Prospective juror Bradshaw initially expressed doubt about whether he would be influenced by the defendant's failure to testify but ultimately stated that he would follow the law as given to him by the trial judge and would not hold it against the defendant. There was no reversible error in the trial judge's refusal to challenge this juror.
Juror Grubb was challenged for cause on the basis of her prior employment as a secretary to one of the judges for the First Judicial District Court. Mrs. Grubb, who was employed as a housewife at the time of these proceedings, testified that she had no particular knowledge of the case and would not be influenced by her prior employment. On the basis of her testimony and the inherently nonpartisan nature of judicial secretarial employment, the trial judge denied the challenge for cause. The ruling was correct.Assignment of Error Number Six
Defendant by this assignment complains of the trial judge's failure to grant a continuance. Defendant's alibi was that he was visiting relatives in Texas at the time of the offense. A continuance was granted the defendant in March, due to his assertion that his relatives would be available in May to testify. However, on May 10, the defendant informed the court that he was unable to announce that he was ready for trial because the two alibi witnesses had failed to come from Texas.A motion for a continuance based upon the absence of a witness must state: 1) Facts to which the absent witness is expected to testify, showing the materiality *1195 of the testimony and the necessity for the presence of the witness at the trial; 2) Facts and circumstances showing a probability that the witness will be available at the time to which the trial is deferred; ... La.C.Cr.P. art. 709(1), (2).
Davenport was unable to show that his relatives would ever be available to testify if a continuance were granted. The trial date had been continued from March 15 to May 10 specifically to allow the witnesses to appear. Defense counsel did not say at trial why the witnesses had not appeared, and did not show that they would appear if the trial were continued again. Under these circumstances, it was not error for the trial court to refuse to grant a continuance.Assignments of Error Numbers Seven and Ten
In these assignments, defendant complains of the trial court's refusal to declare a mistrial after two allegedly prejudicial statements made during the testimony of state witnesses.
The victim, Marvin Butler, was asked how long he had known the defendant. His reply was: "He used to go down to my brother-in law's, lived down on Claiborne Street, and give him a lot of the trouble." The second allegedly prejudicial statement was made by Lt. Wood, a fingerprint expert. Lt. Wood testified that he "was asked to check known prints against latents obtained at the scene." Defendant argued that this statement led the jury to believe that since the police department had known prints of Mr. Davenport, that he had previously been arrested for another crime.
The trial judge did not err in denying the request for a mistrial. Lt. Woods' remark did not expressly or necessarily by implication refer to known fingerprints obtained in connection with other crimes. As to the first allegedly prejudicial statement, the witness's reference to the trouble given his brother-in-law by the defendant did not necessarily refer to criminal activity. Moreover, the judge admonished the jury against considering Mr. Butler's remark as evidence of defendant's guilt in the present case. Furthermore, the record does not reflect that the defendant was prejudiced in his defense by these remarks.Assignment of Error Number Eleven
By this assignment, defendant argues that the trial court erred in allowing the state to elicit testimony concerning the circumstance surrounding the defendant's arrest. One of the state's witnesses, Detective Smith, testified over defense objection that when he and another officer arrived at the home of the defendant's mother, they announced that they had a warrant for defendant's arrest, and then went inside and found him hiding in a closet. The defendant argues that the evidence was irrelevant because the arrest occurred over a year after the offense and that there was no evidence to show any connection between the offense and his knowledge that he was being sought for the offense.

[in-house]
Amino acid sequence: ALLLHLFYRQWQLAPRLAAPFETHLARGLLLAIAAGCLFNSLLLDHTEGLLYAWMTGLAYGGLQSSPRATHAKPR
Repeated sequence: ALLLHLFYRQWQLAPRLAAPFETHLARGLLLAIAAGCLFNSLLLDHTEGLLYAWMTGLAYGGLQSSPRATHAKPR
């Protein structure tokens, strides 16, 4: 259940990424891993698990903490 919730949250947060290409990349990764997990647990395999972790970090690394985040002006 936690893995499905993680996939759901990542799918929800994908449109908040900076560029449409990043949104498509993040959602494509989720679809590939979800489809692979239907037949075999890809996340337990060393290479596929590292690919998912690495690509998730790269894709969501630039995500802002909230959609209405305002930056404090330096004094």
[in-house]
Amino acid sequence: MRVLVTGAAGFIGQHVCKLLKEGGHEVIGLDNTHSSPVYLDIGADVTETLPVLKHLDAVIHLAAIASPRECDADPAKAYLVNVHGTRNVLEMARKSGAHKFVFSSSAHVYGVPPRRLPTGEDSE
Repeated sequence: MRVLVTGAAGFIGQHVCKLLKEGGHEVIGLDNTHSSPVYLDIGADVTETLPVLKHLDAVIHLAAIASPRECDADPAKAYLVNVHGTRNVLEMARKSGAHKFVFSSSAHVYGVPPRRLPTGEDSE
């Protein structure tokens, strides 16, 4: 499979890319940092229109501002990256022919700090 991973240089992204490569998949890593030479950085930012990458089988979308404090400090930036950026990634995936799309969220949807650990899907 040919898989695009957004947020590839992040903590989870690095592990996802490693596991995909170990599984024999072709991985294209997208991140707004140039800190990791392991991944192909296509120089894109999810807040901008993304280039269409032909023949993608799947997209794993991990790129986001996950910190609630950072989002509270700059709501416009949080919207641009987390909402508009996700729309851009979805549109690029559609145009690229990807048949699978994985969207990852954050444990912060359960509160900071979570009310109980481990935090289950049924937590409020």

The defendant's argument is without reversible merit. Relevant evidence is evidence tending to show the commission of the offense and the intent, or tending to negative the commission of the offense and the intent. La.R.S. 15:441; State v. Ludwig, 423 So. 2d 1073 (La.1982). The standard of relevancy adopted by our statutory evidence rules is based on logic and experience as opposed to a theory of a legal minimum of probative value adopted by some courts and championed by Wigmore. So long as the proffered evidence has a tendency to make a consequential fact more or less probable, the "logical" relevancy test is satisfied. Id. Consequently, relevant evidence means evidence having any tendency to make the existence of any fact that is of consequence to the determination of the action more probable or less probable than it would be without the evidence. Id. Evidence of the defendant's concealment and attempt to avoid apprehension was relevant, because it tended to indicate a consciousness of guilt and, therefore, one of the circumstances from which the jury could infer guilt.
*1196 However, the trial judge should exclude circumstantial evidence, even though logically relevant, if its probative value is outweighed by the risk that its admission will consume too much time, unnecessarily confuse the jury concerning the issues to be determined, tend to excite emotions of the jury to the undue prejudice of the opponent, or unfairly surprise the opponent. State v. Ludwig, supra. Nevertheless, we cannot say that the trial judge erred or abused his discretion in refusing to exclude the evidence of the defendant's concealment and attempt to avoid apprehension. Although the incident had little probative value as evidence of guilt of the crime charged, its prejudicial effect was also slight, and we are not prepared to say that the trial court unreasonably determined that it was outweighed by the probative force of the evidence.
Defendant's argument based upon State v. Lee, 381 So. 2d 792 (La.1980) is inapposite. In Lee, we rejected as too broadly formulated the prior statements by this court and other authorities which indicated that evidence of flight is always admissible regardless of the circumstances. Instead, we held that when evidence of flight constitutes evidence of escape, and therefore evidence of another criminal act, the prosecution may not introduce such evidence of other criminal acts of the accused unless the evidence is substantially relevant for some other purpose than to show a probability that he committed the crime on trial because he is a man of criminal character. In the present case, the evidence of concealment did not constitute evidence of another crime and it was introduced for some other purpose than to show criminal character, viz., consciousness of guilt of the charged offense.Assignments of Error Numbers Thirteen and Fourteen